Looking for ideas about how to blend or streamline scoring for assignment points AND standards scores? Or, how to translate existing scores to 4-3-2-1? Read on.
For a walkthrough of how to attach and report standards in Synergy, click here.
To access links to the actual course standards, or for answers to frequently asked questions, click here.
The new report card includes 4-3-2-1 scores on standards that are assessed in your class
The purpose of this page is to provide a reference you can use as you work with your team to coordinate standards reporting and scoring. The new report card (scroll through it below) still reports letter grades for each course a student takes. In addition, it reports specific standards students are working to meet. Student progress on these standards are scored using a 4-level scale of performance descriptors. On this page, we will explore some of the different approaches staff are taking to report these standards.
The image below shows a mockup of the new report card that goes into use for this current 2015-16 school year:
LETTER GRADES are still reported, but specific standards are included (reported using a 4-3-2-1 scale, which is discussed below).
How are the standards scored (what's the scale)?
LEVEL 1: OVERALL DISTRICT DESCRIPTORS
Let's start with the overall district descriptor scale that will be used on the actual report card (see below, and click on image for more detailed enlargement). Because this scale has to apply to all levels, K-12, and all subject areas, it is necessarily broad in its descriptions. We will call this scale LEVEL 1.
LEVEL 2: COURSE-SPECIFIC SCORING GUIDE DEVELOPED WITH YOUR COURSE TEAM
The district scale probably won't be sufficient to use as a scoring guide for students in your course because it is so broad and lacks specific language related to the content, skill or concept standards you are assessing. Designing a specific rubric to measure a standard using a 4-3-2-1 mark is LEVEL 2. Each team, or teacher (if you are the only one teaching your course), has several possible ways of going about this. Such a scoring guide might look something like this:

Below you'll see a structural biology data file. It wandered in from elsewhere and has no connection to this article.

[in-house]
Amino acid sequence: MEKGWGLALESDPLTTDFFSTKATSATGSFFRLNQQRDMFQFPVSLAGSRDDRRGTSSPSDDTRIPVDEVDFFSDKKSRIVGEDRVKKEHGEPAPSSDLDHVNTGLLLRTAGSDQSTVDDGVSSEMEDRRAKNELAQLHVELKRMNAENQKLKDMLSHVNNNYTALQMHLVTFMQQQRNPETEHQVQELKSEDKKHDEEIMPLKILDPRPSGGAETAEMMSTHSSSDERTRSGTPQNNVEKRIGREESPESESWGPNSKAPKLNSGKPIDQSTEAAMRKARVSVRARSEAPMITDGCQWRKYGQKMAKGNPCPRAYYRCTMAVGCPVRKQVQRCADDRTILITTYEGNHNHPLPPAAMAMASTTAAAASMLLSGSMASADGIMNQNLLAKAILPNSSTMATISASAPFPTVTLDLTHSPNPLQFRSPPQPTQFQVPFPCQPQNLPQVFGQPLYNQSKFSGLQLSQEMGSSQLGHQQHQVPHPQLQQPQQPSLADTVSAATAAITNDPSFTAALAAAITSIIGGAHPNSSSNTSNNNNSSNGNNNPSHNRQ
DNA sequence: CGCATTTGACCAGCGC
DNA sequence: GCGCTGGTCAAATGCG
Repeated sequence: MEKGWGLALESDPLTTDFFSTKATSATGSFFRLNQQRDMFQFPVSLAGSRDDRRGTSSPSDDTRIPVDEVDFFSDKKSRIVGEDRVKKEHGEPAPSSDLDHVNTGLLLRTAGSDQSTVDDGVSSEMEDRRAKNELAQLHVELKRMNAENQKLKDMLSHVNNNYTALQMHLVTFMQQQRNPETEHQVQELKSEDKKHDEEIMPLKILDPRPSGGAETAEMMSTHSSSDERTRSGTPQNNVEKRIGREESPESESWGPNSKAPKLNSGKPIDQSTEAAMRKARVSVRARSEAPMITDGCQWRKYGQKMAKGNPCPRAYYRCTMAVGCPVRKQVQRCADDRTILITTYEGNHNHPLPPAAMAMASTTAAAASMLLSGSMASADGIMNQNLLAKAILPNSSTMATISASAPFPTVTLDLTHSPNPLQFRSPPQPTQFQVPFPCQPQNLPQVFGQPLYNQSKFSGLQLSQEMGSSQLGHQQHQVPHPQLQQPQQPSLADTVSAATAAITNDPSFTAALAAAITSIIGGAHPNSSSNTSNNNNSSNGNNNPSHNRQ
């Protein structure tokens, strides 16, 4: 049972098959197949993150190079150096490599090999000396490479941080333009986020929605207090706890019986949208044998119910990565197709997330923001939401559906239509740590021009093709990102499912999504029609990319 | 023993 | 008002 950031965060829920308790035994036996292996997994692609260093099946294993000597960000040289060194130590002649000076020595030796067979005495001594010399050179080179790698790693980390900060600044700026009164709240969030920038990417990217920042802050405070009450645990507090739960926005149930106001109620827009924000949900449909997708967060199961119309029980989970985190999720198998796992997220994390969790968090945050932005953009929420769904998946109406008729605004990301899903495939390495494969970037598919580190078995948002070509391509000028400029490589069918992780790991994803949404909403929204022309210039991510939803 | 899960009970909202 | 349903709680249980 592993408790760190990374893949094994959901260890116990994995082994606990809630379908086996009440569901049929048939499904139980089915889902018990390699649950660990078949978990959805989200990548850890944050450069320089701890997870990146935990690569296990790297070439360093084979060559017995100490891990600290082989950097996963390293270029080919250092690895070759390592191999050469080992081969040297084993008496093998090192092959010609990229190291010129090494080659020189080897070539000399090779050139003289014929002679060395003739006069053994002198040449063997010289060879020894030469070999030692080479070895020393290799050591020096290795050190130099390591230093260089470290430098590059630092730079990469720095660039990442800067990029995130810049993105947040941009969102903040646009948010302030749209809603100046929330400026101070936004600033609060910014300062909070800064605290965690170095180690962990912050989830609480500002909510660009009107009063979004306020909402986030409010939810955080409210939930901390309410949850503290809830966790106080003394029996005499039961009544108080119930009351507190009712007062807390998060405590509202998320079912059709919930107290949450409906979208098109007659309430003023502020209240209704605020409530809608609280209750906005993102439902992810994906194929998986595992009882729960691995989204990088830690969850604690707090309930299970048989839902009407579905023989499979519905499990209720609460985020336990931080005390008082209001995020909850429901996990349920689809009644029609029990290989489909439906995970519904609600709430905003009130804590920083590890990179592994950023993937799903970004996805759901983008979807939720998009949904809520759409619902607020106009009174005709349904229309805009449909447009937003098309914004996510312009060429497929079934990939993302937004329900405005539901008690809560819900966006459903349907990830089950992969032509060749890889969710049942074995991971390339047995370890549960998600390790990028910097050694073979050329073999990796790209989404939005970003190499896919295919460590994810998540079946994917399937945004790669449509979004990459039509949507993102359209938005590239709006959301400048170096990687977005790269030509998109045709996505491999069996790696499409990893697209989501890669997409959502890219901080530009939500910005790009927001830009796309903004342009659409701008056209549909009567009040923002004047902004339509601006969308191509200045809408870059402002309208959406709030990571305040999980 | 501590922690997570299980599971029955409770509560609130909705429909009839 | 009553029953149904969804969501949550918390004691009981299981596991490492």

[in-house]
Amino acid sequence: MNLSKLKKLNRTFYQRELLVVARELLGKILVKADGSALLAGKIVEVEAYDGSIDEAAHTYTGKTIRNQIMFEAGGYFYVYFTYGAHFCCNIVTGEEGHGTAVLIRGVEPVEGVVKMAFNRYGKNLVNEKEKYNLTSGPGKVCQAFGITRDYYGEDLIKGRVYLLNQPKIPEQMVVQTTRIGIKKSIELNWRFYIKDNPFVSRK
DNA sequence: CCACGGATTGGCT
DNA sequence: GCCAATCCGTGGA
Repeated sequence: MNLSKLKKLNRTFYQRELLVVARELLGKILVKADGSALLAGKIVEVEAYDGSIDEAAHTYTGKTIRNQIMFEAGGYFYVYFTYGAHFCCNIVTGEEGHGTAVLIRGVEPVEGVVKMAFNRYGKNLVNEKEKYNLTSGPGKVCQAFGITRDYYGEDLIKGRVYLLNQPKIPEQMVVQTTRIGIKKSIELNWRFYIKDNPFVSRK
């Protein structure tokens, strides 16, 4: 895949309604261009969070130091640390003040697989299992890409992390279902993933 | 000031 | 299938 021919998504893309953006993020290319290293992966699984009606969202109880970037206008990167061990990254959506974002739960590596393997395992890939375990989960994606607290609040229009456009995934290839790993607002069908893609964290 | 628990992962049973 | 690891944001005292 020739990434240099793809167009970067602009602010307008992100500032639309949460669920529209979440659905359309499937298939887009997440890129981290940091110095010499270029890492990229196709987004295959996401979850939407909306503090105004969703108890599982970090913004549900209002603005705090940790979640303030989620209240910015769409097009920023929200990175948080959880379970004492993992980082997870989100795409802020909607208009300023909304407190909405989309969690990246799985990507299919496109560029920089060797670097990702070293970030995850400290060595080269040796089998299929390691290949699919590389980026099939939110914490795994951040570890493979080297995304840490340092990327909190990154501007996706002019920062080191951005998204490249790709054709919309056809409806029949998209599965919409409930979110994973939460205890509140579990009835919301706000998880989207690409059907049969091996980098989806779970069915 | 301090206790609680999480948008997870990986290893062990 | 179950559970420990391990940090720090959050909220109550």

SCORING GUIDE created by a team with more specific language for assessment.
INTEGRATING POINTS AND 4-3-2-1
For many teachers and course teams, it may make good sense to keep the existing points-based grade system and to continue to award points on projects, tests and major assignments as you have been doing. There is no need (and certainly no requirement) to switch to a system like that described in Option 2 (below) in order to report standards scores on a 4-point scale. In this case, the grade will still be generated by assignments and tests entered in Synergy TeacherVUE the same way they always have been, with your traditional grade scale being applied to determine the letter grade.
What WILL be new in this option is the fact that there will be a second score to enter (on the 4-3-2-1 standards scale), but only on those assignments or assessments for which you and your team have agreed to attach one or more standards.These would usually be summative assessments of some kind. Many assignments will not have any standards attached to them and no score need be determined and entered in Synergy for those.
If you have a project that assesses a standard (or multiple standards) using a 10-point, 100-point, or 150-point scale (you get the idea), one option is to modify the rubric scoring guide you give to students and use to grade the assessment by including both a 4-3-2-1 scale and, within that, specific points to be awarded for a grade that are within each of the four levels. Pictures say more than words, so check out the example below (modified from the previous rubric):
A key point to grasp is that teachers who are integrating points and 4-3-2-1 standards scores will record POINTS (that go beyond the number 4) for assignments to determine the grade, but they will also click the nearly hidden arrow to enter Standards scores [see Synergy training page for clear, illustrated details of this process] and enter a 4-3-2-1 score for these standards. Within Synergy, the 4-3-2-1 score will not affect the calculation of the grade. However, the idea is that the grade WILL be affected because your team, or you, will have entered POINTS scores that are commensurate with the importance of the project, test or assessment. In other words, there is a purposeful correlation between the points score and the standards score. What might this look like, when you put it all together?